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Sunday, October 10, 2010

Afghan Hound

Afghan Hound Information

General Description

Afghan Hounds are a regal, very old breed of sighthound dogs. They are built quite tall and have lengthy,

sinewy-muscled limbs. Afghan Hounds have an elongated, narrow head with refined facial features and a
strong jaw. Their muzzle is slightly convex, and their teeth meet at a level or scissors bite.
Afghan Hounds have dark, almond-shaped eyes, a black nose, and shaggy, medium-length
ears that hang flat to their heads. They have prominent hip bones, and large, fur-covered feet.
Their neck and front legs are strong and muscular. Afghan Hounds feature a distinctive, long tail
with a curl at the tip. The tail hangs downward rather than upright or over the back. Afghan Hounds
that are appropriate for the show ring have nearly-level withers and an abdomen that is properly
tucked up. Afghan Hounds have a very long, thick, luxuriously silky coat of hair. Afghan Hounds
are usually gray in color with darker markings around the face and ear fringes, but all colors of this
breed are acceptable for show. The long topknot and short-haired saddle are distinguishing
characteristics of the Afghan Hound’s coat.
Afghan Hounds are very active dogs,and highly intelligent.

Afghan Hounds are dignified, stately creatures that make very sweet pets. Unlike many breeds,
Afghan Hounds do not constantly aim to please. They are regal and sometimes aloof, but they are
also very gentle and kind. Some Afghan Hounds can be timid, so it’s important for them to be trained
with care and patience. Commonly referred to as the “King of Dogs”, Afghan hounds project an
aristocratic aura and an attitude of nobility and grace. They can also be goofy at times, and they
have a tendency towards independence. They are leery of strangers and need a certain amount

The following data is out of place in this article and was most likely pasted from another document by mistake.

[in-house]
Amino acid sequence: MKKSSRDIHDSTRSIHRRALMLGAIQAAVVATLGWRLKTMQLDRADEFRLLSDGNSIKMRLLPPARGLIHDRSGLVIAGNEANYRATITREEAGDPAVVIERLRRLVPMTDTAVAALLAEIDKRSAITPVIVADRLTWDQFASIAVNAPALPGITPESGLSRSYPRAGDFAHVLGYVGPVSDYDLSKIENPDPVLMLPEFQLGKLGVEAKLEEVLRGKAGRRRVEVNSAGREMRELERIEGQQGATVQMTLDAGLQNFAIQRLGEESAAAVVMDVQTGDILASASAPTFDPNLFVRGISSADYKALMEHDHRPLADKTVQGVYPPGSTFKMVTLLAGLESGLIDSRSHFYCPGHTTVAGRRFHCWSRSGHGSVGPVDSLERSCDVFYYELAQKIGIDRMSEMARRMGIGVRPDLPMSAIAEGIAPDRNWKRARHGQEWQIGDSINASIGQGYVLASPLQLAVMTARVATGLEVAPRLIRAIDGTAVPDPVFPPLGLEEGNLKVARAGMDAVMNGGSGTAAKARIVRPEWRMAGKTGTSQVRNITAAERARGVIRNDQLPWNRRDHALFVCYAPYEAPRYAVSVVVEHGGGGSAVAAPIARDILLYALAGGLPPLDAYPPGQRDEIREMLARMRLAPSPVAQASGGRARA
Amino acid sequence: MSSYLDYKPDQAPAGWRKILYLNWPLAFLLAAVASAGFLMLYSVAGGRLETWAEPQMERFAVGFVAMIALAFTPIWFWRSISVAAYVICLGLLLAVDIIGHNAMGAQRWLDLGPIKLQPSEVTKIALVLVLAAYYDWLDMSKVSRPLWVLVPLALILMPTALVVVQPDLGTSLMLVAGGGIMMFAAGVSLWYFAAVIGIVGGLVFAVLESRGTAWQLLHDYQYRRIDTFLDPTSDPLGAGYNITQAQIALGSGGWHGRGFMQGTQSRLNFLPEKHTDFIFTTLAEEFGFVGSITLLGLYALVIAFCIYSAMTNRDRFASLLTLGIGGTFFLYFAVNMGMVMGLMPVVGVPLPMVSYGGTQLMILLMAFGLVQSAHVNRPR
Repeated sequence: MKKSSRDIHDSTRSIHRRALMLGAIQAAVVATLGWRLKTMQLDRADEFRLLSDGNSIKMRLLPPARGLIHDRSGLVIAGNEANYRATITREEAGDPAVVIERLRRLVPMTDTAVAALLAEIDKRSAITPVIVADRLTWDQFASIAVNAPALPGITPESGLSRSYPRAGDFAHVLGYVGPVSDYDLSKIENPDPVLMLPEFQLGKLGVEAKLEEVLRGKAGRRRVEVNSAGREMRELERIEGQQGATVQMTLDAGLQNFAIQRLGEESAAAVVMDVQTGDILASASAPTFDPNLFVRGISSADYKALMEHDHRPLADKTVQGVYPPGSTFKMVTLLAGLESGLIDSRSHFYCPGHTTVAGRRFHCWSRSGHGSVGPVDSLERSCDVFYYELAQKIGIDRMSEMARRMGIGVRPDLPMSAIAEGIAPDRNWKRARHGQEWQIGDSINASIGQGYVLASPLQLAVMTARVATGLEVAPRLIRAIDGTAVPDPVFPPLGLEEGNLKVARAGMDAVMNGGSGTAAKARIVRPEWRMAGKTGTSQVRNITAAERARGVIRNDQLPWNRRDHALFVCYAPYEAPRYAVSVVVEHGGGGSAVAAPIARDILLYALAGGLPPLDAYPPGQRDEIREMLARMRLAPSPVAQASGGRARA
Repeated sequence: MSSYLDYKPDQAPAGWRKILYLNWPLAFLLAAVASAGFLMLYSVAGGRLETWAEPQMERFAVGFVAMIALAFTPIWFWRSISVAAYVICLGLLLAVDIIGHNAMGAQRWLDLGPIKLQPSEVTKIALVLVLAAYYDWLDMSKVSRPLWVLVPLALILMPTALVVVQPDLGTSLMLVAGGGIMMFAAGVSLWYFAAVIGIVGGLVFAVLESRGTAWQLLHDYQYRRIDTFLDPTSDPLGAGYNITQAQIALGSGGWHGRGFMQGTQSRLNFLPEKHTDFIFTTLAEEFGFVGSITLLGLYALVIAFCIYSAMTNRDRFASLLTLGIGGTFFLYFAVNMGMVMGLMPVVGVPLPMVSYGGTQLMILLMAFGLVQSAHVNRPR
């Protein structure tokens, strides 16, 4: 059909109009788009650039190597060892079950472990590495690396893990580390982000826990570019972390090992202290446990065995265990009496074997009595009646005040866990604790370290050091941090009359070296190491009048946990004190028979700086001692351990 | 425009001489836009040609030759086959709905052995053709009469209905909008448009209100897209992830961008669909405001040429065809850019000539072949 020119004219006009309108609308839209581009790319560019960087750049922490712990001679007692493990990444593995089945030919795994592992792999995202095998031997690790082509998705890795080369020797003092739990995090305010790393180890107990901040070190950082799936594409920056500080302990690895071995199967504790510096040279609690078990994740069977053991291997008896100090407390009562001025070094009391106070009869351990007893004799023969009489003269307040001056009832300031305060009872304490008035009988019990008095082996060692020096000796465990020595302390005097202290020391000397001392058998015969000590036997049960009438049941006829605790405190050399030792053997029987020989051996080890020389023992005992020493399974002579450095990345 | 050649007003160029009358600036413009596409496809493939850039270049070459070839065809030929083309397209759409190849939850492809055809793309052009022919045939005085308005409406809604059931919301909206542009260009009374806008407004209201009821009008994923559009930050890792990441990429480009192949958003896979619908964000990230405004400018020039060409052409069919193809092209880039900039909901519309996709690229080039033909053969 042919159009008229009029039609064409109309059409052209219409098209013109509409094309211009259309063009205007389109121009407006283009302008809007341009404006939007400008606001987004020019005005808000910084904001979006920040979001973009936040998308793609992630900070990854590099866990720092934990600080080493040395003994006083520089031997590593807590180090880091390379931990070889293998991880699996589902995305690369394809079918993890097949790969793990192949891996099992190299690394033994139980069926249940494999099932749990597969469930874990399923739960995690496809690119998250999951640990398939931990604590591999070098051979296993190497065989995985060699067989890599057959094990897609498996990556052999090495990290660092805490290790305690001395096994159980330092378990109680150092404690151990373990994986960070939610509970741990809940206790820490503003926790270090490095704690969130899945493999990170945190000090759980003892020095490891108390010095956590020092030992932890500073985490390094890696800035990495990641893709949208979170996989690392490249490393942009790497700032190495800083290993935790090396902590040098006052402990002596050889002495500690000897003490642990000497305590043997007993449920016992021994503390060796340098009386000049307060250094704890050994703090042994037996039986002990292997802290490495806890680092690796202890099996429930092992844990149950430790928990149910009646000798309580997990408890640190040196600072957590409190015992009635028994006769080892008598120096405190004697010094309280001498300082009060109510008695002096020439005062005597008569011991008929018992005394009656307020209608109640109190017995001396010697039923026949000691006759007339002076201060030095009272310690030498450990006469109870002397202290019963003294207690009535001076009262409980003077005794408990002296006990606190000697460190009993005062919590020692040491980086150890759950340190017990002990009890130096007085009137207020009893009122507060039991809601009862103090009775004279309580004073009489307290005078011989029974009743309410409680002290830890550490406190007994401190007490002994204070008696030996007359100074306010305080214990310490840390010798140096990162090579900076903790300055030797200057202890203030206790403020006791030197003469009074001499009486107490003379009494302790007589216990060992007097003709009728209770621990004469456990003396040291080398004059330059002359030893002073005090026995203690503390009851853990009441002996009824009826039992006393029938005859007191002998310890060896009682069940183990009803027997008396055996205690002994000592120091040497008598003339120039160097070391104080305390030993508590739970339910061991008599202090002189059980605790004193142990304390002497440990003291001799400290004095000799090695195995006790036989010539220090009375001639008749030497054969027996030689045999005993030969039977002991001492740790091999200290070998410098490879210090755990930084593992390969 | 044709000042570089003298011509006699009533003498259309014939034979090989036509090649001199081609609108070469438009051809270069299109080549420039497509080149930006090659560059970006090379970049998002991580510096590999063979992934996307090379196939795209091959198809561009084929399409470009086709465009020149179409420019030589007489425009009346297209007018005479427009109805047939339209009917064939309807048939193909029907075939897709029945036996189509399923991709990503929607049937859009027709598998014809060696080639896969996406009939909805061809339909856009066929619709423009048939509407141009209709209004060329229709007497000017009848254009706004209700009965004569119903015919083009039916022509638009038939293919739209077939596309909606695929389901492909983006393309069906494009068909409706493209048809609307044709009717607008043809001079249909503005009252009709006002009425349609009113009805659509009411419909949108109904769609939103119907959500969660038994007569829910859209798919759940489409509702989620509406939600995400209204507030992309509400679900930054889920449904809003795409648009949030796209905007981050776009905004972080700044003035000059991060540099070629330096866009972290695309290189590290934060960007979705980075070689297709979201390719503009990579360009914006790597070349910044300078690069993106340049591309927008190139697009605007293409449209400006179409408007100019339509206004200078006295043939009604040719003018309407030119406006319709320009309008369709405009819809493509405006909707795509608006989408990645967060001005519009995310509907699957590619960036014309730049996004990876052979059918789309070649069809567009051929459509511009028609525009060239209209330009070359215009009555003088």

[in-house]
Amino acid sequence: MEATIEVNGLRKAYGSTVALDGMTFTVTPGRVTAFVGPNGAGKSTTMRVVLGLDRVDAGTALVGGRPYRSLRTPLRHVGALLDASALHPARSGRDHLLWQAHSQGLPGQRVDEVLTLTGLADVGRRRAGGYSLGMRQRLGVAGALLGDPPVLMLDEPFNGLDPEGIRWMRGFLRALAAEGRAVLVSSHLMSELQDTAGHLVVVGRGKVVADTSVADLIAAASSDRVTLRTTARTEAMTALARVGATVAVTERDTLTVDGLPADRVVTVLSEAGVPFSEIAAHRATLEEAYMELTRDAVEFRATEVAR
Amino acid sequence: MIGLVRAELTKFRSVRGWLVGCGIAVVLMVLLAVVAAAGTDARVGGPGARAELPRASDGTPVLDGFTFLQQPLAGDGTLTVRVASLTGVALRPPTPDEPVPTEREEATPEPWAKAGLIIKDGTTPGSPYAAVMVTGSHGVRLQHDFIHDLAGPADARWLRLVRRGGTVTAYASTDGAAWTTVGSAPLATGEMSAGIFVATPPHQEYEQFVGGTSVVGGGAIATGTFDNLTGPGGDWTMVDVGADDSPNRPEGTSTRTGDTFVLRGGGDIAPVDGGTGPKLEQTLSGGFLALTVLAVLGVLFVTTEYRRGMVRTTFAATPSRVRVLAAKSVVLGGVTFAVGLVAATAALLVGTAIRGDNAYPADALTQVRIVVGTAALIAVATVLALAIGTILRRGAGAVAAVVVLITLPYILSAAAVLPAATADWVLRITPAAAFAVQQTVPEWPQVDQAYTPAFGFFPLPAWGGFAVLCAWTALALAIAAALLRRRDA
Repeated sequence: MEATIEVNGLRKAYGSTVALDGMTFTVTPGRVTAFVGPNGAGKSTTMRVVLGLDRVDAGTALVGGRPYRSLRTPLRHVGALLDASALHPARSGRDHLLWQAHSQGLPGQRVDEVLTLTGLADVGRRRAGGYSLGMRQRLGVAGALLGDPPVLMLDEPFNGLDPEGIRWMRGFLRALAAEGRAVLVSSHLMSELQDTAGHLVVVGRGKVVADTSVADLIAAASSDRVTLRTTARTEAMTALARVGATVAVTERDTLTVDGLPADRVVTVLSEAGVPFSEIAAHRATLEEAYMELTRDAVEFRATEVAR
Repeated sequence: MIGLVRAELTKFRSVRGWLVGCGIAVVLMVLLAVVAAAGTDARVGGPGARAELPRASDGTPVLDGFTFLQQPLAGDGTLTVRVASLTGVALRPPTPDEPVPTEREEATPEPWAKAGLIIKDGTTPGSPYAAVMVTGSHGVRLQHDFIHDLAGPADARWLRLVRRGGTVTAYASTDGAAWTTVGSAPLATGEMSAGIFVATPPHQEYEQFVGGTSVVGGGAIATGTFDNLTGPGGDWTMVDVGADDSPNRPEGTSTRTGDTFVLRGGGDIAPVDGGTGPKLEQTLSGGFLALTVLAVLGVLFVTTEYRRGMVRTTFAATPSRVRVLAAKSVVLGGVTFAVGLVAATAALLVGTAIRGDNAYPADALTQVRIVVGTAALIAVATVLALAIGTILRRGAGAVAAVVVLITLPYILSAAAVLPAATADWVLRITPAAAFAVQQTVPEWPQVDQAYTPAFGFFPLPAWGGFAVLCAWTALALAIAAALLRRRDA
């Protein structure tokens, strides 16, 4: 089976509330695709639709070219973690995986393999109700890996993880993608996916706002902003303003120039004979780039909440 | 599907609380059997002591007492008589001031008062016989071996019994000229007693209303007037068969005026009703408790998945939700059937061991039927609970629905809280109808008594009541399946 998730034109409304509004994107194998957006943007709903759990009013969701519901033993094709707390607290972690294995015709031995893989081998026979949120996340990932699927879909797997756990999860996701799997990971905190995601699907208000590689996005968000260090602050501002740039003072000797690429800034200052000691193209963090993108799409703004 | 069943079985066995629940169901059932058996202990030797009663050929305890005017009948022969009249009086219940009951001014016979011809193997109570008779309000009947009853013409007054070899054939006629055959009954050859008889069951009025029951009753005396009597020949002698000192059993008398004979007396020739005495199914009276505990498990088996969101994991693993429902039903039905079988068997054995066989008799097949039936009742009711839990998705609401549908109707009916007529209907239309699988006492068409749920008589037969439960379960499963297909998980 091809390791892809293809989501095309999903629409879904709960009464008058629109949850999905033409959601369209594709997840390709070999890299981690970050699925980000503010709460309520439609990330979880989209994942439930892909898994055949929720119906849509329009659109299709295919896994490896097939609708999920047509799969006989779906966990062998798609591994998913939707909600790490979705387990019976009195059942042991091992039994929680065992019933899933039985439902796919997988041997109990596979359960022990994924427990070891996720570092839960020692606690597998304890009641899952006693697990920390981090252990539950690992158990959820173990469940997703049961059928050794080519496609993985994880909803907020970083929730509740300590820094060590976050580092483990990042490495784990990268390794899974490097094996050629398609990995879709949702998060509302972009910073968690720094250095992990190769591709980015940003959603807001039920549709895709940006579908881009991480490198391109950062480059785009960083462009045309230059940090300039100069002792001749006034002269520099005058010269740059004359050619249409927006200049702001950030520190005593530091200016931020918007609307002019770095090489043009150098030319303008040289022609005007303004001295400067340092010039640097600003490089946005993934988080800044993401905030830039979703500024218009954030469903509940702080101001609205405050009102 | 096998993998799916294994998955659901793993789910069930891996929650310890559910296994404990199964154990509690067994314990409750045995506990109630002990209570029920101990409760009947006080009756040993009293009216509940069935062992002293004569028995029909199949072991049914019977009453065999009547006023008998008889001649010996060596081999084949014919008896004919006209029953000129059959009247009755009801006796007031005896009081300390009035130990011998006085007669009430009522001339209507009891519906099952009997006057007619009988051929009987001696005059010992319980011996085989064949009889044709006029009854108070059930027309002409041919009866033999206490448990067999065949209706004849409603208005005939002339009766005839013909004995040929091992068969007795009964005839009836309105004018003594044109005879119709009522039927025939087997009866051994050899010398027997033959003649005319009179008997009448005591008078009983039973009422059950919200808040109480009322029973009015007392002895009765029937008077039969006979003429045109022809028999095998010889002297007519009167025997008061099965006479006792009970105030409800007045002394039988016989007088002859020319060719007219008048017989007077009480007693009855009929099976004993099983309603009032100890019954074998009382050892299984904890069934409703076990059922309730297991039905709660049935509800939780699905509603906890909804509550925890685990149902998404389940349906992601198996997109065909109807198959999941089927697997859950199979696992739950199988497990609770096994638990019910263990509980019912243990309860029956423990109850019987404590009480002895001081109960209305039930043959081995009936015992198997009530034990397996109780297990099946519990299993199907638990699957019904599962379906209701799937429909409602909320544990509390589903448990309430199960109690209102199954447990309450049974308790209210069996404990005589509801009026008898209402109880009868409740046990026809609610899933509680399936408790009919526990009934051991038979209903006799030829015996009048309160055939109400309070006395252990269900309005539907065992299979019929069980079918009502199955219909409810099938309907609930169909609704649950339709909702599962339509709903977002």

of time before they are capable of exchanging trust. Afghan Hounds do very well in gentle families
with older children. If trained improperly, Afghan Hounds have a propensity to be disobedient.

24-29 inches

50-70 pounds
General Health

Afghan Hounds are a healthy breed, but they have an inclination towards allergies. Also, they are
a breed with a low tolerance for pain. Even if an Afghan Hound is perfectly healthy, a minor injury
could be very bothersome. Because of the Afghan Hound’s low body fat percentage, he is very sensitive
to anesthesia. In general, Afghan Hounds are a long-lived breed, averaging 12-14 years in many cases.
Afghan Hounds need lots of exercise, so they should be allowed to gallop in a wide, open space for at
least thirty minutes per day. Afghan Hounds can have anywhere from 1 to 15 puppies, but the average
litter size is 8.

Afghan Hounds are one of the most ancient dog breeds, and they date back for thousands of years.
They originated in Afghanistan or Russia. Afghan Hounds were bred purely for many decades, and they
were prohibited from export to other countries. The breed was not present in America or Europe until
after the turn of the twentieth century. Initially the Afghan Hound was used as a shepherd and hunter for
many different types of game. They are very fast and agile, and their heavy coats protect them from extreme
weather conditions. Afghan Hounds have a number of talents including hunting, herding, sighting, tracking,
and racing. They also make good watchdogs.

The Afghan Hound’s rich, luxurious coat requires a lot of maintenance. For optimum shine and length,
Afghan Hounds should be given a weekly bath. The coat should not be brushed in-between baths
because the hair will become matted more easily. Afghan Hounds are average shedders.
Ideal Environment

Afghan Hounds are comparatively inactive indoors, and they need lots of room to run and exercise.
An Afghan Hound is happiest sleeping indoors, but he should be outside for a good part of the day.
Homes with large backyards are ideal, but an Afghan Hound can do okay in other environments if he
is given frequent, long walks.


  1. cool post bro!!:)
    Welcome to Italy!

  2. I always thought those looked like people in dog costumes...

  3. Waaaaaaay too much hair for me to own one.

  4. great blog. <3 doggies. following.

  5. We should be ashamed at all remaining aspects of permitted animal cruelty in our mainly civilized countries. Historically, however, things do gradually change for the better. One tiny local example of this was when, in 2004, the law in Britain was changed so that people were no longer permitted to set dogs onto deer, hares and foxes etc so that these animals could be literally torn apart. Those activities were in a similar league to cock fighting and dog fighting and no one would seek to justify bringing those back – or wouldn’t they in a world where people still go to cheer watching bulls being tortured to death. Looking for large dog breeds for families Wondering what large dog breeds are good with kids or would be good for apartments Find out here A complete list of large dog breeds